Goodrich gives legs to A380
Goodrich Corp. has made its presence known in a big way here at Asian Aerospace as a major subassembly supplier on the show’s most conspicuous display aircraft. Appearing for the first time on an Airbus aircraft, the Goodrich main body and wing landing gear attached to the mammoth A380 account for just one facet of the company’s participation in the project.
Other Goodrich products on the A380 include the airplane’s 16 evacuation slide systems, high-density discharge (HID) and LED-based exterior lighting, variable frequency technology for the aircraft’s power generation system (through its Aerolec joint venture with Thales) and fly-by-wire flight controls.
Other A380 components supplied by Goodrich include the primary and standby air data systems, an automatic ice detection system, cockpit occupancy and flight attendant seating, the structure’s sail fairing, aft pylon fairing and center and rear fan-case sections for the A380’s Rolls-Royce Trent 900 engine option.
At Goodrich’s display stand showgoers can sample the company’s enterprise-wide Web portal, allowing customers to search for information on more than 500,000 parts. For many Goodrich businesses, customers can place orders and check their status online. More than 3,500 users from more than 600 companies have registered. Users without authentication can still search the portal to find contact information or more detail about a Goodrich part.
Recently recognized by Lockheed Martin for achieving 100-percent on-time delivery with full quality performance over the course of the past year, Goodrich’s de-icing, propulsion systems and hoist and winch teams have all qualified for the U.S. military contractor’s Star Supplier Awards. As award winners, the three divisions each met Lockheed’s highest standards for not only delivery and quality, but affordability and management. Of Lockheed Martin’s some 1,600 suppliers, only 178 have earned the honor.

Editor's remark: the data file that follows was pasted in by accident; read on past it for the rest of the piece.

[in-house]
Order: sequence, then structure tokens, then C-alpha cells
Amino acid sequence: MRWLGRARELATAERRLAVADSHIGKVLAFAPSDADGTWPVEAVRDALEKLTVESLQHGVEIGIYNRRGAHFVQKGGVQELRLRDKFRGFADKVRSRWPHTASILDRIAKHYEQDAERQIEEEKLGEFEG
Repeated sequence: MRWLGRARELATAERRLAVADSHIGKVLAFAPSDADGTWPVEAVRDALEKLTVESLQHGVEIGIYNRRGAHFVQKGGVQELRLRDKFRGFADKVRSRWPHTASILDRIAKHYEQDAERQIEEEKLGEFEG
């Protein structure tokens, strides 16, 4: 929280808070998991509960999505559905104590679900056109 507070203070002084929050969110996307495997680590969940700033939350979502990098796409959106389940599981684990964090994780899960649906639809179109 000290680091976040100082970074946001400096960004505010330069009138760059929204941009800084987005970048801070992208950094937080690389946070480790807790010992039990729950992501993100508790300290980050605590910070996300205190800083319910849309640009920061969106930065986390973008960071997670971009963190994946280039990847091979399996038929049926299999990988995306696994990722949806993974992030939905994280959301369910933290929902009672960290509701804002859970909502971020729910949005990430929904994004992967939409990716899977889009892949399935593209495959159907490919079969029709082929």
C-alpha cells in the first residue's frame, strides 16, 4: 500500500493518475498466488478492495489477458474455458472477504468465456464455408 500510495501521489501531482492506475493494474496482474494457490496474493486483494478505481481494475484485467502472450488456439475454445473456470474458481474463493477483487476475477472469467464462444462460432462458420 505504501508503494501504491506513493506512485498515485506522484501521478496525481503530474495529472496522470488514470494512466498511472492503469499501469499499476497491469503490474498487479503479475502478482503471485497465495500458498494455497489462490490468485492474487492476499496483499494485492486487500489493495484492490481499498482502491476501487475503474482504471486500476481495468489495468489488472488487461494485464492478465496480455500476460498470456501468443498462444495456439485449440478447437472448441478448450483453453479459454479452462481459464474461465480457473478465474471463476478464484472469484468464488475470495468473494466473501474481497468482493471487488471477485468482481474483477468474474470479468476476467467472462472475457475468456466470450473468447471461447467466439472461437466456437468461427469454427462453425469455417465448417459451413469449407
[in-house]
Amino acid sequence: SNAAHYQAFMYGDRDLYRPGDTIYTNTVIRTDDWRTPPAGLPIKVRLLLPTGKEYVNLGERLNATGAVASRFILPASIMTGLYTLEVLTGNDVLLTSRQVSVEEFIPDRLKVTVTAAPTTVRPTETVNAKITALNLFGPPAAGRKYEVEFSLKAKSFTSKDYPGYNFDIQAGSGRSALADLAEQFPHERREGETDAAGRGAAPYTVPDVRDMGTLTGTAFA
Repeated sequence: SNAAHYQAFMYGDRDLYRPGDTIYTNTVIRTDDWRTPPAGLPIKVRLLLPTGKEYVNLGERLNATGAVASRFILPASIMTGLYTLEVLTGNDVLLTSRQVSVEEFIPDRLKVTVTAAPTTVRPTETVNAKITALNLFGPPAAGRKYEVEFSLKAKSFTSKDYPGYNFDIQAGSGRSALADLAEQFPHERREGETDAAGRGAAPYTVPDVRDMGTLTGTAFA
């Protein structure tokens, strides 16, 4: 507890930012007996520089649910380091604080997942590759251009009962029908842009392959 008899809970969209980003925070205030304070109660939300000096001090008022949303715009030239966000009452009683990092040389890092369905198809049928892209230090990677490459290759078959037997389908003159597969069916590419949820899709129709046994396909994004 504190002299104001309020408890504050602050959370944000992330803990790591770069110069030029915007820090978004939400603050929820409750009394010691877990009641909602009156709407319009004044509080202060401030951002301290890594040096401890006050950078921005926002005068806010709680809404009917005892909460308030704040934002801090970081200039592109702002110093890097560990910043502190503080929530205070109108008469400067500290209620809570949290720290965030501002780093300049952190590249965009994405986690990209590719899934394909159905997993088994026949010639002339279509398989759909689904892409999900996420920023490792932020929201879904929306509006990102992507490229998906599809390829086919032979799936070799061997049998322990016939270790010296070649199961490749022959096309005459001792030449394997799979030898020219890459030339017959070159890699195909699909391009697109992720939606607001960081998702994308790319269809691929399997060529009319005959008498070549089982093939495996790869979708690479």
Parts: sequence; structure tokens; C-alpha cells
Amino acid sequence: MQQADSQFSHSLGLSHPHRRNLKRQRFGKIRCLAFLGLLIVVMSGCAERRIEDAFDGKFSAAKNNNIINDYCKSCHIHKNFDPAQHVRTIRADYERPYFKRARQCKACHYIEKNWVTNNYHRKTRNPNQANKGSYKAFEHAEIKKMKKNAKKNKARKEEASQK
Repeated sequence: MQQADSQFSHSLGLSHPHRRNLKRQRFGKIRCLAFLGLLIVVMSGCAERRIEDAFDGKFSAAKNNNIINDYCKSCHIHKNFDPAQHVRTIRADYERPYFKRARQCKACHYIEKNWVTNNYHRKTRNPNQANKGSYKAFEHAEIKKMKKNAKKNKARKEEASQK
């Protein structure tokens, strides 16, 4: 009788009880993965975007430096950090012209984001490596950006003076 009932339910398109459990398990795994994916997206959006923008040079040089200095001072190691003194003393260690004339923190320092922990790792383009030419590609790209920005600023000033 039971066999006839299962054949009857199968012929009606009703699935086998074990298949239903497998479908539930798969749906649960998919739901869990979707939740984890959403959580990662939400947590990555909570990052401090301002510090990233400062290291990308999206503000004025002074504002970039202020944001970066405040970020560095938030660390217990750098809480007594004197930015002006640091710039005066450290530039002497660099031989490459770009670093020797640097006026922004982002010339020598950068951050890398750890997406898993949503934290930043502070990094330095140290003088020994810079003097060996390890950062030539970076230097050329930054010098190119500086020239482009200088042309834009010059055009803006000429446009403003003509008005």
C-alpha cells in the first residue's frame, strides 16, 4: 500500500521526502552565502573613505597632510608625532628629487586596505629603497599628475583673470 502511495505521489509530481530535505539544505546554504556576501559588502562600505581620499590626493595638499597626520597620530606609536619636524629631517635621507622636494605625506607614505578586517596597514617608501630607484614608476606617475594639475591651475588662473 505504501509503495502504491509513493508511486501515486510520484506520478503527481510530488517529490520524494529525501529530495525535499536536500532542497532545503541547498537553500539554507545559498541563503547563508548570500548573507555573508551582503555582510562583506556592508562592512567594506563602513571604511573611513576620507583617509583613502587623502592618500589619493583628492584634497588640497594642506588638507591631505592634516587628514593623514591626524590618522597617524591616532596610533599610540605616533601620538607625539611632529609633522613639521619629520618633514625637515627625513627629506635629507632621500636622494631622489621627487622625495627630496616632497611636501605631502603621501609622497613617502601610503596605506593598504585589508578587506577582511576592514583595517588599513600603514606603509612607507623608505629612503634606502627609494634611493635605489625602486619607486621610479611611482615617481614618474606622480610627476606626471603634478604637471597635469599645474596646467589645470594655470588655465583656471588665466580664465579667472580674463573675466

Goodrich’s Optical and Space Systems division no doubt hopes to replicate the performance of the three award winners in its fulfillment of a contract just issued by the U.S. Army to design, develop and deliver and indium gallium arsenide (InGaAs) technology for use in infrared night vision cameras. Meant to further the development of high-resolution, high-sensitivity, dual wavelength cameras that can simultaneously produce images in visible and shortwave infrared (SWIR) wavelengths, the technology would allow users to capture images in the darkest of night conditions using a new wavelength band and enable backward compatibility with older imaging technologies.
Goodrich’s team of SWIR specialists has concentrated its efforts on minimizing weight and size of an optical assembly for long-range imaging. The new device would feature a higher resolution than currently available in a small array; higher sensitivity in dark or low-light conditions; and the potential to lower the cost per camera system unit.
Goodrich expects to design the resulting camera for both military and civilian applications, including covert surveillance, spectroscopy or spectra analysis and hot-end process inspection, employed by glass and metal manufacturers to increase production capabilities and yields.